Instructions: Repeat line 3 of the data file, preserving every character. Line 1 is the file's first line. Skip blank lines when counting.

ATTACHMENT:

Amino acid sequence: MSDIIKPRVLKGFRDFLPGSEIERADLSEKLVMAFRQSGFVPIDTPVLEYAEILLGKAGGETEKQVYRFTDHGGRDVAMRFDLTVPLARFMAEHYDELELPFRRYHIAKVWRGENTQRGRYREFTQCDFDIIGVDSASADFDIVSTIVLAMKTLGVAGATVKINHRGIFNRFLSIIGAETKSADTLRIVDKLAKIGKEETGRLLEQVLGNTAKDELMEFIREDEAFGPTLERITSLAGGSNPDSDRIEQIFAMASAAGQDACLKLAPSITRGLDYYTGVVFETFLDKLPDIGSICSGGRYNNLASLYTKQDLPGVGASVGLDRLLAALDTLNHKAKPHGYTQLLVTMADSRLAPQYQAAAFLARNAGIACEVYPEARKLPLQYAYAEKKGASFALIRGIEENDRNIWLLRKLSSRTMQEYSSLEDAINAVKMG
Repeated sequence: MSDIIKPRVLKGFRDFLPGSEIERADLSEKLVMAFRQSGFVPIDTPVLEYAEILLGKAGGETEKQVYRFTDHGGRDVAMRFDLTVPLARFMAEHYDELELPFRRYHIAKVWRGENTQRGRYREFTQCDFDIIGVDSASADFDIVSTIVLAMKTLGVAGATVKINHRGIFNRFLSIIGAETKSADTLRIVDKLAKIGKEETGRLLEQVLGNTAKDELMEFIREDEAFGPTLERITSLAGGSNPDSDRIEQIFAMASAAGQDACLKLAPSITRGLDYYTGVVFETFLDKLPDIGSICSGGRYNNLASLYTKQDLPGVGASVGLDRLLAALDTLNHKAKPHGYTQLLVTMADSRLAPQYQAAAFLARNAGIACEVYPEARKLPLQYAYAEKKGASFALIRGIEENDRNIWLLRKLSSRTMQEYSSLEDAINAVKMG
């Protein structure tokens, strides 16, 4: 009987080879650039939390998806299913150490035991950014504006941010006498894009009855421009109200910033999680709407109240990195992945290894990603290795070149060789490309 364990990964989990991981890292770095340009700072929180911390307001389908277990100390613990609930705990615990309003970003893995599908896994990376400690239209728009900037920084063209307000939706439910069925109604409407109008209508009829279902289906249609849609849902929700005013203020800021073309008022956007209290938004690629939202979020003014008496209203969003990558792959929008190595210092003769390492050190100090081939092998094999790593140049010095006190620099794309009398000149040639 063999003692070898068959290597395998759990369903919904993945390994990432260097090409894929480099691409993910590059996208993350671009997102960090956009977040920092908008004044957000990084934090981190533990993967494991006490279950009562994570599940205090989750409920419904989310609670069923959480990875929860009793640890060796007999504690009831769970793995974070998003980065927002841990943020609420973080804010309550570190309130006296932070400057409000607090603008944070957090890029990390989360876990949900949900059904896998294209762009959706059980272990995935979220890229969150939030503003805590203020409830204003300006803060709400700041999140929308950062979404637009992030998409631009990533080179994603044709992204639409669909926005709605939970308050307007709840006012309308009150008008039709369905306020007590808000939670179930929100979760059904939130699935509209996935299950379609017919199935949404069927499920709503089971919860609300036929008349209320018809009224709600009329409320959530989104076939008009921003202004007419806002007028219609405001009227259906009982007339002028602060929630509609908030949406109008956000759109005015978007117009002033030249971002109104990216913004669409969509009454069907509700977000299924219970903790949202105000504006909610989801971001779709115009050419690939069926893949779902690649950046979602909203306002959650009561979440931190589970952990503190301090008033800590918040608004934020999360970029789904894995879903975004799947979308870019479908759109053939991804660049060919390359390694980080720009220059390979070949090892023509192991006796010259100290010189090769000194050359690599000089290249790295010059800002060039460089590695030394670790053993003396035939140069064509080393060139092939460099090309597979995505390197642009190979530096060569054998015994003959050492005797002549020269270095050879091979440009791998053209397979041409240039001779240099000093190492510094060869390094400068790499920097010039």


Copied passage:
């Protein structure tokens, strides 16, 4: 009987080879650039939390998806299913150490035991950014504006941010006498894009009855421009109200910033999680709407109240990195992945290894990603290795070149060789490309 364990990964989990991981890292770095340009700072929180911390307001389908277990100390613990609930705990615990309003970003893995599908896994990376400690239209728009900037920084063209307000939706439910069925109604409407109008209508009829279902289906249609849609849902929700005013203020800021073309008022956007209290938004690629939202979020003014008496209203969003990558792959929008190595210092003769390492050190100090081939092998094999790593140049010095006190620099794309009398000149040639 063999003692070898068959290597395998759990369903919904993945390994990432260097090409894929480099691409993910590059996208993350671009997102960090956009977040920092908008004044957000990084934090981190533990993967494991006490279950009562994570599940205090989750409920419904989310609670069923959480990875929860009793640890060796007999504690009831769970793995974070998003980065927002841990943020609420973080804010309550570190309130006296932070400057409000607090603008944070957090890029990390989360876990949900949900059904896998294209762009959706059980272990995935979220890229969150939030503003805590203020409830204003300006803060709400700041999140929308950062979404637009992030998409631009990533080179994603044709992204639409669909926005709605939970308050307007709840006012309308009150008008039709369905306020007590808000939670179930929100979760059904939130699935509209996935299950379609017919199935949404069927499920709503089971919860609300036929008349209320018809009224709600009329409320959530989104076939008009921003202004007419806002007028219609405001009227259906009982007339002028602060929630509609908030949406109008956000759109005015978007117009002033030249971002109104990216913004669409969509009454069907509700977000299924219970903790949202105000504006909610989801971001779709115009050419690939069926893949779902690649950046979602909203306002959650009561979440931190589970952990503190301090008033800590918040608004934020999360970029789904894995879903975004799947979308870019479908759109053939991804660049060919390359390694980080720009220059390979070949090892023509192991006796010259100290010189090769000194050359690599000089290249790295010059800002060039460089590695030394670790053993003396035939140069064509080393060139092939460099090309597979995505390197642009190979530096060569054998015994003959050492005797002549020269270095050879091979440009791998053209397979041409240039001779240099000093190492510094060869390094400068790499920097010039």